My semester is beginning soon at the College of Staten Island. As of my last review of the registration, I have over 60 students across two classes. It is so exciting for me to get back into the college classroom after focusing exclusively for the past year on the K-12 classroom. There are lots of differences between teaching a bunch of college students vs any other age group – but there are also lots of similarities. Across the board, most students are waiting for you to entertain them and thankfully I am pretty entertaining but the older students are usually more easily taught – I think.
It is a hard comparison to make though because most of my K-12 experience is as a floater; I rarely have the same class consecutively although I do sometimes have the same classes pop up over a stretch of time. Meanwhile as an adjunct, I have the same class throughout the semester. It is more of a relationship because I am with them throughout a whole term. It also leads to a more mentoring type of relationship where I always help my students with their resumes, interviewing and real world advice and more.
This spring semester, I am teaching Corporate Finance, which is a favorite of mine – believe it or not. I mean, I love teaching everything but there is something about Corporate Finance that I really enjoy sharing. Part of this is because I have actually used these formulae and skills in my career in Corporate America AND as an entrepreneur. Plus, there is so much you can add on to with the lessons in the text book, especially as someone who lived through the 2007-2009 financial crisis and saw with my own eyes the $2 bill taped to the windows at Bear Stearn in protest over their stock being sold for $2 a share…
I also enjoy teaching the younger kids and floating, learning different schools and different methods of instruction. Sometimes, I am a secondary teacher in a room and those are my favorite days because I can learn so much from the lead teacher and also do some teaching myself under the watchful eye of a pro. And they are pros. Every K-12 teacher I have had the pleasure of meeting and working with has been so wonderful and so open to sharing and helping the “new kid on the block”. Even though I have been teaching since 2003 transitioning those teaching skills to the younger grades is a challenge. I am not going to lie -being in a room of 30 Kindergartners is one of the most challenging thing to do in anyone’s life. I think so, anyway. Give me a 50 student room of Freshman college students and tell me I have to teach them Macro or Micro economics over that K room of 30 any day!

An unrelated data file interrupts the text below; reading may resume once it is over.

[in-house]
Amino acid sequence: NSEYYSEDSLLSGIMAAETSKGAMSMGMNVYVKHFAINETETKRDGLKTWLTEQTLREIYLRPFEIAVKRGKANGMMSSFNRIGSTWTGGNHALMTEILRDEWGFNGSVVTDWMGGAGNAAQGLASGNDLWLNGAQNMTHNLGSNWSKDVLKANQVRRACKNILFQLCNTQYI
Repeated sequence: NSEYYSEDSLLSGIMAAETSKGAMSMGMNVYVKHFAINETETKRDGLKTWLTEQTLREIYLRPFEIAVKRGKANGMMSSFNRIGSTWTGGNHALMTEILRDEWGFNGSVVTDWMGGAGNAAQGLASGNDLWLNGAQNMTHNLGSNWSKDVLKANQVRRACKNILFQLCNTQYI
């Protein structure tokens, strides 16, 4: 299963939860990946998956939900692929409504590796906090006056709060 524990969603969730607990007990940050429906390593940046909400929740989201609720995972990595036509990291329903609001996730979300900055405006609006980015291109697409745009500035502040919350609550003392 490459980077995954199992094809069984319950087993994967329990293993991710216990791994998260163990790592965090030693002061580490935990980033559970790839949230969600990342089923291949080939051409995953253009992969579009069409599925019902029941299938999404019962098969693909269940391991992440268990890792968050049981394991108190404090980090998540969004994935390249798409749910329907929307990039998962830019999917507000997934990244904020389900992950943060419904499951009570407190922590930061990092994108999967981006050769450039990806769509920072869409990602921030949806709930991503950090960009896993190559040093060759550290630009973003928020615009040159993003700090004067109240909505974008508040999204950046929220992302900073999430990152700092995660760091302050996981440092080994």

Something I would be remiss if I did not mention is my observations of people's reactions to each of my "jobs" as a teacher / professor. The reaction of people when they hear I am a “professor” even an adjunct one leads to admiration and impressed reactions of how I handle being a professor, how wonderful it is and what a great career path etc etc. When I say, “teacher”, I do not get the same responses. It is sad. As an adjunct, I do take great pride in my teaching and my research and even considered getting a doctorate and becoming a full professor somewhere. And that might still happen if I can clone myself and find the time to do it…
However, being a teacher of younger students even as "young" as high school (blogger note: we knew it all at 14-17, too - don't you remember?), is an honor and a privilege. I can see how these teachers really impact these kids and even though I know I have impacted many of my college students, they come to me already “formed” – these students I teach at college are mainly adults (or almost adults) who know who they are and what they want to do and all I can do is provide my advice and insights into their already made decisions. For the younger students, they are not yet there – they are still forming who they are, what they are good at and what they can be in the future. These students are more malleable and formed by these teachers who are with them every day and sometimes are the adults that spend the most time with them in their lives due to work and schedules.
No matter the age group, I do love teaching and I am honored to be the teacher whether for a day, a week or a whole semester. I do look forward to one day being certified in Math grades 7-12 and using my unique background and insights to help those aged students move forward in their lives and educations and helping form them on their way to adulthood. For now, though, I am so excited to be teaching in Spring and helping a college class learn all they can about corporate finance and careers!
What do you think about my observations? Are you a teacher or do you love a teacher? If so, thank them for their work no matter what age they teach – it is all challenging and rewarding… Happy Hunting!
Lisa Vento Nielsen